Within it, the platform will calculate an average revenue per hour transmitted live on the channels, and in the event of a decrease in them, Twitch will complete the monthly payment to the creators with the money necessary so that this decrease does not occur. This support will start at 100% and will gradually decrease over a year. This is what Twitch indicates about it:

“Twitch will cover 100% of the basic income of the channel and the Prime subscription (if necessary) for three calendar months, including the month of the price change. After that, we will slowly decrease incentive payments by 25% every three months for the next 9 months, totaling a 12-month period of providing income adjustment incentives.

Now a key point, of course, is find out which streamers can benefit from this incentive plan. Common sense leads us to think that partners should be on that list, although they may apply higher criteria than necessary to obtain that rank on the platform. I have more doubts about what will happen with the affiliates (the grade before the partner).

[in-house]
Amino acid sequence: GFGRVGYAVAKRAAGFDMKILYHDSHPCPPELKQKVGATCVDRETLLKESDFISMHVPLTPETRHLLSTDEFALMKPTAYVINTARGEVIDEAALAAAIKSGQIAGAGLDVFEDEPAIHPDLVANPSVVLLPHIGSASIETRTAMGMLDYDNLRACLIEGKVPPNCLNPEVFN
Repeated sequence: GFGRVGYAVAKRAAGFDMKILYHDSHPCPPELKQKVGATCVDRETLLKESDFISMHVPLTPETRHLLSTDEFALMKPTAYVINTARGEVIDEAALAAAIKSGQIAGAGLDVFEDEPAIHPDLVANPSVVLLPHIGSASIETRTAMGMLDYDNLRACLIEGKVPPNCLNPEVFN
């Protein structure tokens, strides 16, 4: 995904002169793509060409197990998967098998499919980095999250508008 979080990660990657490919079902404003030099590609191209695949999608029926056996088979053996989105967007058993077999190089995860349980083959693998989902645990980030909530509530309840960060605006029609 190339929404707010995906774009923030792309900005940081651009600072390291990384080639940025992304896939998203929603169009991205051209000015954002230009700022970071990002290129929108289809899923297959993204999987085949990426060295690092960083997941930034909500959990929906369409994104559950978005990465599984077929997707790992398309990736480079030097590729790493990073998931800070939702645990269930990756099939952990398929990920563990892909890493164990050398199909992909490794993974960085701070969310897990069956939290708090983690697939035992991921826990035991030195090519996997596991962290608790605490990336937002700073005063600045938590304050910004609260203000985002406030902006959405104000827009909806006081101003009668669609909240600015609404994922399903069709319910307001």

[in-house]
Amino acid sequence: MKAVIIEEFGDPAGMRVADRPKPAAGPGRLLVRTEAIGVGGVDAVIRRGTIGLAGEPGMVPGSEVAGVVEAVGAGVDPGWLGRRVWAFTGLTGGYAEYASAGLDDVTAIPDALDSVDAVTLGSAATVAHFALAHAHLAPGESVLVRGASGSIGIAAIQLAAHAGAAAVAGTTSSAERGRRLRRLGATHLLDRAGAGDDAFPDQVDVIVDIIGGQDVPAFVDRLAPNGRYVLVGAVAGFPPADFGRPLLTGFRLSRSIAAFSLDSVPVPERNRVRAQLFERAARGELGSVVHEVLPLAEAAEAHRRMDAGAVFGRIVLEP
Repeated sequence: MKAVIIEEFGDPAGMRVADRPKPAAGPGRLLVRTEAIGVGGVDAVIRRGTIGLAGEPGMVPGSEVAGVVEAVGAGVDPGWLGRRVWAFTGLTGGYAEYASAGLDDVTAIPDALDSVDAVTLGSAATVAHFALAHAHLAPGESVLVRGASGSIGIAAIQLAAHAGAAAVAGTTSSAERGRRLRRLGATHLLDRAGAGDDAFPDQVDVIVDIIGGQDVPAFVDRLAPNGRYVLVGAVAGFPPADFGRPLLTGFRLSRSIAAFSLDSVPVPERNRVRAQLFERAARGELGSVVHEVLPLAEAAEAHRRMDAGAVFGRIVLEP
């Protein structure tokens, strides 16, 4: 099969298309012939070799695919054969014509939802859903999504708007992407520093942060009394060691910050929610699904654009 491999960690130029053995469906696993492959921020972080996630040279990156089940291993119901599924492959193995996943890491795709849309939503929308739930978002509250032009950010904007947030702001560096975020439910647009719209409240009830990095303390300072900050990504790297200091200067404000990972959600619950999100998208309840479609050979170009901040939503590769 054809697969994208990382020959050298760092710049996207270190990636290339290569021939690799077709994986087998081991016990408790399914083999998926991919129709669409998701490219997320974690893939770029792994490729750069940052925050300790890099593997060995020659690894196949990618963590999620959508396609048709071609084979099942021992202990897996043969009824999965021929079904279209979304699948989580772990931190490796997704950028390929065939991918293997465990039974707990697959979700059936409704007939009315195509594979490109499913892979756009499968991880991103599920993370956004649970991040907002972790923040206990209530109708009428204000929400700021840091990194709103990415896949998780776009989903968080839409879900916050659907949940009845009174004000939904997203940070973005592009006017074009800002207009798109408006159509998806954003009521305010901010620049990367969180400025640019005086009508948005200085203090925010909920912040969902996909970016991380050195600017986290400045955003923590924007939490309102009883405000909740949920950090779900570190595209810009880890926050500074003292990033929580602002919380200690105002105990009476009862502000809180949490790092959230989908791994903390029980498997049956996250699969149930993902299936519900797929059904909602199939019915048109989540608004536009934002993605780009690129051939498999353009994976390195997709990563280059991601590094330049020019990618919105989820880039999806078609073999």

In addition to this, and even more important in the medium and long term, Twitch states that has already carried out several tests in various geographies, in which it has been able to verify that a significant reduction in the price of subscriptions has indeed translated into a significant increase in the total number of subscriptions in those countries. Their approach, which at least in theory seems pretty logical, is that with cheaper Twitch subscriptions, more users will sign up to support the channels they watch.